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Rodolphe Kasser, Marvin Meyer, and Gregor Wurst, editors, with additional commentary by Bart D. Ehrman, The Gospel of Judas (Washington, DC: National Geographic Society, 2006), 185pp.Rodolphe Kasser, Marvin Meyer, and Gregor Wurst, editors, with additional commentary by Bart D. Ehrman, The Gospel of Judas (Washington, DC: National Geographic Society, 2006), 185pp.

           In the year 2000 the Swiss antiquities dealer Frieda Tchacos Nussberger acquired a sixty-six page papyrus codex (now called Codex Tchacos) that contained four books or treatises, one of which turned out to be the long known but long lost Gospel of Judas. The codex was in horrible condition, "a thousand fragments scattered like crumbs." When Rodolphe Kasser of Geneva, a renowned Coptologist, saw it for the first time on the evening of July 24, 2001, he described it as "partially pulverized, infinitely fragile, crumbling at the least contact." Nussberger gave the manuscript to the Maecenas Foundation for Ancient Art, which through collaborative efforts restored as much as 80 percent of the codex, which will eventually be given to the Coptic Museum in Cairo. This brief description, however, hardly does justice to the murky origins and history of Codex Tchacos before it came to Nussberger. A companion volume by the National Geographic Society entitled The Lost Gospel (2006) tries to reconstruct that mysterious past.

           The original Gospel of Judas (which we do not have) was composed in Greek some time before 180, when Irenaeus mentions it in his work Against Heresies. The version we have in the Codex Tchacos is a later Coptic translation from the Greek that according to radiocarbon-dating was composed between 220–340, with a margin of error of +/- sixty years. The present volume is its first translation into English.

           The Gospel of Judas is only one of several dozen apocryphal writings of the early Christian era, some of them now extant only as fragmented papyri, others known only in name (like Paul's letter to the Laodiceans per Colossians 4:16), that did not find their way into the canon or "rule" of Scripture that bear authentic witness to Christ. Scholars agree that the Judas gospel is a "gnostic" text (from the Greek word gnosis, knowledge), although this is such an elastic term for a broad variety of movements that "some scholars have insisted that we shouldn't even use the term any more" (Ehrman). The gospel, according to the very first sentence, contains "the secret account of the revelation that Jesus spoke in conversation with Judas Iscariot during a week three days before he celebrated Passover." Parts of it like its cosmology are so complex that they are almost impossible to understand. Other passages portray Judas as a hero who betrays Jesus at his own request, and not as the quintessential villain. Overall, the gospel "contains very little that could be considered specifically Christian" (Meyer; so too Ehrman, p. 102).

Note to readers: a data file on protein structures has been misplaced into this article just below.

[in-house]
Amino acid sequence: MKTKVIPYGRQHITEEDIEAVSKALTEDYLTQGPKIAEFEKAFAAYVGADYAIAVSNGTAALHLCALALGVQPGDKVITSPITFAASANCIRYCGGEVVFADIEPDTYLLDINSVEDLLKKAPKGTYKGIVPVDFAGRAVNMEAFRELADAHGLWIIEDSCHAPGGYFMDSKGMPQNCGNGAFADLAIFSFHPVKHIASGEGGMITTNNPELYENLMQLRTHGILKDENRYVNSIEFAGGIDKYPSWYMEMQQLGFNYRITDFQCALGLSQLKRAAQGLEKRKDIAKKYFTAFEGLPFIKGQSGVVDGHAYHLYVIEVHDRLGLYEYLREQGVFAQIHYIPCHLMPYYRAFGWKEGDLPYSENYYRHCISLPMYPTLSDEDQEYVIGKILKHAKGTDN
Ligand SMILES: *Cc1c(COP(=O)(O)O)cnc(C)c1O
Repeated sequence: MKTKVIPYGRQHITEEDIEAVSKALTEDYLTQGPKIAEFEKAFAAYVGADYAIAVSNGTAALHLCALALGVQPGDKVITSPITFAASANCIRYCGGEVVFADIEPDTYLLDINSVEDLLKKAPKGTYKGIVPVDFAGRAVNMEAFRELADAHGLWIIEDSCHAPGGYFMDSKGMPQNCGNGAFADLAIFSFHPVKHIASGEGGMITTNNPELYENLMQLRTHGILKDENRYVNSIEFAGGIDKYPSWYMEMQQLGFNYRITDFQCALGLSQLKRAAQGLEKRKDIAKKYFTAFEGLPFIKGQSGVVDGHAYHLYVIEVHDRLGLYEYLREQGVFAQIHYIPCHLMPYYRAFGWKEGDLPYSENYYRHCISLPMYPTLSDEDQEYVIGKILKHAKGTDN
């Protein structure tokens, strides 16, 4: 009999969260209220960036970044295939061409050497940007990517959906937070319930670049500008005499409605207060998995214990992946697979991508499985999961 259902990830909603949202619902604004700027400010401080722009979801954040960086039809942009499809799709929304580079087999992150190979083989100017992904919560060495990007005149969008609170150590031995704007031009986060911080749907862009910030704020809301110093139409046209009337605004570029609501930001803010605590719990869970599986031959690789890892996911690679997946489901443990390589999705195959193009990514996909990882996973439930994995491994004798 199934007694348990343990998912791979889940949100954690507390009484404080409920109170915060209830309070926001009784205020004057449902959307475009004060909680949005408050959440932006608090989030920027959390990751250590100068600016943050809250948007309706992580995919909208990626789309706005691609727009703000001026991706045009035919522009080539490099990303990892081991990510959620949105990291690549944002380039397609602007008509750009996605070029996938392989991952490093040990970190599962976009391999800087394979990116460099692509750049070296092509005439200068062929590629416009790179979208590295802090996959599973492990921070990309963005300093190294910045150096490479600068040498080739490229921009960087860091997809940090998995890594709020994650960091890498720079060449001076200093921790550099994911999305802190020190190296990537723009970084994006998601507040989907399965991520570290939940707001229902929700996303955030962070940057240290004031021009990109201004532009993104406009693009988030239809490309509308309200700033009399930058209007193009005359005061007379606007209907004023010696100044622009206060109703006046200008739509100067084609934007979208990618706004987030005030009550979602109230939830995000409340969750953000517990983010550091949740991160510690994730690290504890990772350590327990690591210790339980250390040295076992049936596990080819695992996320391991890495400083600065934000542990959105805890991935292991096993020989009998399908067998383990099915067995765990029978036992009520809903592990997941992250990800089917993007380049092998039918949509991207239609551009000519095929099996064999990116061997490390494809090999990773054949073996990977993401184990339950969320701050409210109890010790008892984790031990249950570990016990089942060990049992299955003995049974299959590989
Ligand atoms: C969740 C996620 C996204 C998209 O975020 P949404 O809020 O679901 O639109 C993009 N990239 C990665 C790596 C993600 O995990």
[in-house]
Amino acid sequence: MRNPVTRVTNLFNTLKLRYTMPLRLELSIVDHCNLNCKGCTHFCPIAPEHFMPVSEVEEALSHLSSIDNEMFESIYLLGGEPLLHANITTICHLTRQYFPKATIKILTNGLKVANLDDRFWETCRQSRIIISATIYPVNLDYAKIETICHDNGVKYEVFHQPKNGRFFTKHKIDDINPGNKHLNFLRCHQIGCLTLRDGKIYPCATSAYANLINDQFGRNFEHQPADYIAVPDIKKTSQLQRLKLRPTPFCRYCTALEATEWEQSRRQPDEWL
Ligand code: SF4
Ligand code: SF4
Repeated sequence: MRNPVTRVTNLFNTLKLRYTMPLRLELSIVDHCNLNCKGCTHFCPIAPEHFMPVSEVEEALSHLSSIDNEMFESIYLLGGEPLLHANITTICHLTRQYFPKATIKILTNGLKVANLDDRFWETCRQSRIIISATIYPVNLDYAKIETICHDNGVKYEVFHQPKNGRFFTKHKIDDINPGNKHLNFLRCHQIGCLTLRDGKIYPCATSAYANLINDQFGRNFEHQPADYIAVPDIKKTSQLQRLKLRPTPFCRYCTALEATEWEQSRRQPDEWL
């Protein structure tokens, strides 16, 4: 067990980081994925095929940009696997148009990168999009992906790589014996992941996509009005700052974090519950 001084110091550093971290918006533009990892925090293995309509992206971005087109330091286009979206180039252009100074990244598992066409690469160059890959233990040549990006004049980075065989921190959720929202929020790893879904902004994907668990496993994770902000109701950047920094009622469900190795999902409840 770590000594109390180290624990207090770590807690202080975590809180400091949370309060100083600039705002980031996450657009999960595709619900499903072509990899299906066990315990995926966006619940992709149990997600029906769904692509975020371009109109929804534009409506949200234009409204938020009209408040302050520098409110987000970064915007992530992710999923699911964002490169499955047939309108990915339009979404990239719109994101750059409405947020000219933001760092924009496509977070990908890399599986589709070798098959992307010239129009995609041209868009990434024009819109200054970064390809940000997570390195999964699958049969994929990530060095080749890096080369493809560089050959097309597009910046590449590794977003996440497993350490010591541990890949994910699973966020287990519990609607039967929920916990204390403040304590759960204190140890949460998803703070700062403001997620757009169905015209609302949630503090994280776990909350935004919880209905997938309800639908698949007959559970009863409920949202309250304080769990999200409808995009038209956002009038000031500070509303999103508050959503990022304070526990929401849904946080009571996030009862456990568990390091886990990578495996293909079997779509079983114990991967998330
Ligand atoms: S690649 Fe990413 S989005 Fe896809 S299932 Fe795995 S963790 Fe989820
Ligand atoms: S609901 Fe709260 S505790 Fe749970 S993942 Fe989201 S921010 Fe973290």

The Gospel of Judas itself is barely ten pages long, and significant parts of it are badly corrupted with long lacunae. Here is one example: "So let them be {ensnared}before you, and let them go {—about 15 lines missing—} generations {. . .}. A baker cannot feed all creation {42}under {heaven}. And {. . .}to them {. . .}and {. . .}to us and {. . .}." The 151 footnotes to the short text are full of interpretive choices, and significant caveats like "the meaning of the text is uncertain" or "the translation is tentative." The editors have inserted subtitles in the text to smooth the narrative flow. The brief Gospel is preceded by an introduction by Meyer, then followed by four commentaries by Kasser, Ehrman, Wurst, and Meyer. A brief bibliography (the literature on Judas is immense) concludes this archaeological treasure that will keep scholars of many disciplines hard at work for decades to come. In the mean time, the National Geographic Society has an informative website on the text at

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